A jaw-dropping truth attack from a wealthy donor at a fundraiser for Massachusetts Gov. Mitt Romney in the Hamptons. She inadvertently explains why it's so horrible for Republicans when ordinary voters turn out and vote:
A New York City donor a few cars back, who also would not give her name, said Romney needed to do a better job connecting. "I don't think the common person is getting it," she said from the passenger seat of a Range Rover stamped with East Hampton beach permits. "Nobody understands why Obama is hurting them.
"We've got the message," she added. "But my college kid, the baby sitters, the nails ladies -- everybody who's got the right to vote -- they don't understand what's going on. I just think if you're lower income -- one, you're not as educated, two, they don't understand how it works, they don't understand how the systems work, they don't understand the impact."
Poor people ... they just don't get why they should vote for the party of more tax breaks for the ultra-rich. That's exactly why Republicans need a strong voter-suppression campaign to have any chance this fall. If a lot of ordinary people vote, the GOP is toast.
But a strong voter suppression campaign is exactly what they've got.
In the past two years at least 10 states have passed laws requiring prospective voters to show a government issued photo id before being allowed to vote. The people most likely to be disenfranchised by these voter id laws are exactly the people that Romney donor is talking about: The poor, minorities, the elderly, those with little education. And it's not to combat election fraud, which is the GOP cover story.
The numbers suggest that the legitimate votes rejected by the laws are far more numerous than are the cases of fraud that advocates of the rules say they are trying to prevent.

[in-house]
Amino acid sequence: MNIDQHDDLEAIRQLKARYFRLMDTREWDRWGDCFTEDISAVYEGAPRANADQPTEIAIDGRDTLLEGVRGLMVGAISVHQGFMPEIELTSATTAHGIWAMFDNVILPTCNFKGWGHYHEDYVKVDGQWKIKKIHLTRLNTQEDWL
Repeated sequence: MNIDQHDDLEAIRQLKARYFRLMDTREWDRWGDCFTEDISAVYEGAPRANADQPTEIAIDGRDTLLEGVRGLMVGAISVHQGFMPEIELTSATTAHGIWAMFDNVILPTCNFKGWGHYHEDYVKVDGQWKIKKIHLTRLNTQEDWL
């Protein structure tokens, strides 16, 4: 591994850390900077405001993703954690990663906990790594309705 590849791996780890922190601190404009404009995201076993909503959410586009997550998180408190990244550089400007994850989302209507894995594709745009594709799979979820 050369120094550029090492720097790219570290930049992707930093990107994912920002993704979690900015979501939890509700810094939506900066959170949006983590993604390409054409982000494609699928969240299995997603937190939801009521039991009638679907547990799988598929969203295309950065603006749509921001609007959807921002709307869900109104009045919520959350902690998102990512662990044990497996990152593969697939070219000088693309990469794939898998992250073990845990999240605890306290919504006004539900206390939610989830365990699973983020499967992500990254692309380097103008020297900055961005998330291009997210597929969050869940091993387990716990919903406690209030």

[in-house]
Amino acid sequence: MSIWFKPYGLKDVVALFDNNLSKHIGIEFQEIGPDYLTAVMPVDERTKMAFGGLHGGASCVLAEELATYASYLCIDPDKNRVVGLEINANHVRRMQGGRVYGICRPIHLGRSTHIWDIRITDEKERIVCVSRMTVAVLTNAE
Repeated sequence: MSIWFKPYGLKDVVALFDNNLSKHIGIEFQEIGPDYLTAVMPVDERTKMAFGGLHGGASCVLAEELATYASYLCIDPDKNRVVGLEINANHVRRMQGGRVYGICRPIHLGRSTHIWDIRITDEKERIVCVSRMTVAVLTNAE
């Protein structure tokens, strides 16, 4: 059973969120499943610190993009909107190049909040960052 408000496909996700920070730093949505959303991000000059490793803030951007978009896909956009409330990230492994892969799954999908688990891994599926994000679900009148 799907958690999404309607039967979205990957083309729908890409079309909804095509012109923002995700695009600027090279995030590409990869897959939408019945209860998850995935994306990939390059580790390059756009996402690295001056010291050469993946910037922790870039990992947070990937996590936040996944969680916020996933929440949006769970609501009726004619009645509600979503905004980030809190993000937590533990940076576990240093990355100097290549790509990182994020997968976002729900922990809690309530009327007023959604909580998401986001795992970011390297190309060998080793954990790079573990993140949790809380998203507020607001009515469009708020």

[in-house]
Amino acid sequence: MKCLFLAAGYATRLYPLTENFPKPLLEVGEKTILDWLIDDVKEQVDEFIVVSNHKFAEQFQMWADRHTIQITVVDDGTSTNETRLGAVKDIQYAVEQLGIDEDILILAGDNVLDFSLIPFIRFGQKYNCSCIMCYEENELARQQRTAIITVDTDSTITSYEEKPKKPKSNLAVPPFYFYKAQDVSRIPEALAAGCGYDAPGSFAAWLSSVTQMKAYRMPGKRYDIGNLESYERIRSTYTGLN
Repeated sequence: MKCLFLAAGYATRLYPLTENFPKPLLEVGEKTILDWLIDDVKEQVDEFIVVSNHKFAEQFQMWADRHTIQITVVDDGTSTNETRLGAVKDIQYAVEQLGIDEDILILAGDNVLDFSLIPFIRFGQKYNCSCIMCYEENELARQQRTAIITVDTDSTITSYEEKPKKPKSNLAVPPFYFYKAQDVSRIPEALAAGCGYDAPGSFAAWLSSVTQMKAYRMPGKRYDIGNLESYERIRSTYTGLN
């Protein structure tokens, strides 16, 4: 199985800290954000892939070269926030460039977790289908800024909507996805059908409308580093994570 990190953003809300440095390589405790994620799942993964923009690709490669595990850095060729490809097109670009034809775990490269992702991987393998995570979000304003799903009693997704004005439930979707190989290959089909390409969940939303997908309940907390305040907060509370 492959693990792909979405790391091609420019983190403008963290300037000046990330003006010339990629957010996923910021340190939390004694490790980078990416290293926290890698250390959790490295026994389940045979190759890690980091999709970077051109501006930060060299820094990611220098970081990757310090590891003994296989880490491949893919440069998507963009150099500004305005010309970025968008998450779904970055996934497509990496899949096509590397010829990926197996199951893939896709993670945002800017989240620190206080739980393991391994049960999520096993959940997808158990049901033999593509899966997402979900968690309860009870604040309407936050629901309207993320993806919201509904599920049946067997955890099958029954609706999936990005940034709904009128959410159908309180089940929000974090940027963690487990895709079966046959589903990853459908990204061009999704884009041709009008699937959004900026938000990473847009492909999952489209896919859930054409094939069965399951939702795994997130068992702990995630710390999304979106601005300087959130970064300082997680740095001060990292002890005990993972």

Supporters of the laws cite anecdotal cases of fraud as a reason that states need to do more to secure elections, but fraud appears to be rare. As part of its effort to build support for voter ID laws, the Republican National Lawyers Association last year published a report that identified some 400 election fraud prosecutions over a decade across the entire country. That's not even one per state per year.
ID laws would not have prevented many of those cases because they involved vote-buying schemes in local elections or people who falsified voter registrations.
A Pennsylvania Republican legislator listed the voter id law as one of his party's accomplishments ... and said it would give the state to Mitt Romney this fall.
Voter ID, which is gonna allow Governor Romney to win the state of Pennsylvania, done.
Florida Gov. Rick Scott (R) has embarked on a purge of voter lists (they did the same thing in 2000) with 180,000 voters to be deemed ineligible. Those voters, mostly from groups which lean toward Democrats, are to be presumed ineligible unless they swear to be citizens and provide documentation of citizenship ... with only a 30 day response window.
The purge disproportionately affects nonwhite voters, who make up around 82 percent of the list (as compared with 30 percent of Florida's population). While white people make up 70 percent of the state's registered voters, only 16 percent of the list is white. Of the 2,700 listed, around 500 have proven themselves citizens thus far. So far, only around 100 of those 2,700 are ineligible to vote. The fate of the vast majority, however, is still unclear.
Mississippi Republicans may have come up with the slickest voter suppression scheme. They passed a voter-id bill that essentially locks out voters who don't already have a photo-id:
Voters without a photo ID are facing a circular problem: They need a certified birth certificate to get the voter ID, and they need a photo ID to get the birth certificate.
How about Alabama? Yep. Republican supermajorities in our Legislature rammed a photo id law through here as well, even though we already had a very good law which required voters to show identification at the polls. In fact, that old list of acceptable id is still what shows up on the Secretary of State's website because changes to election law in Alabama have to be pre-cleared by the DOJ. Can you hear the GOPers shouting "states' rights" here?
The new voter id requirement here is expected to take effect in 2014, just in time for the gubernatorial and legislative elections. Every Alabama voter will have to show -- not just identification -- but photo identification. And only certain types of photo id will be accepted. Chances are good that a lot of "common people," the "college kid[s], the baby sitters, the nails ladies" that rich Romney donor lamented, will be turned away for lack of the special photo id.
Which party doesn't want people to vote? It's not Democrats.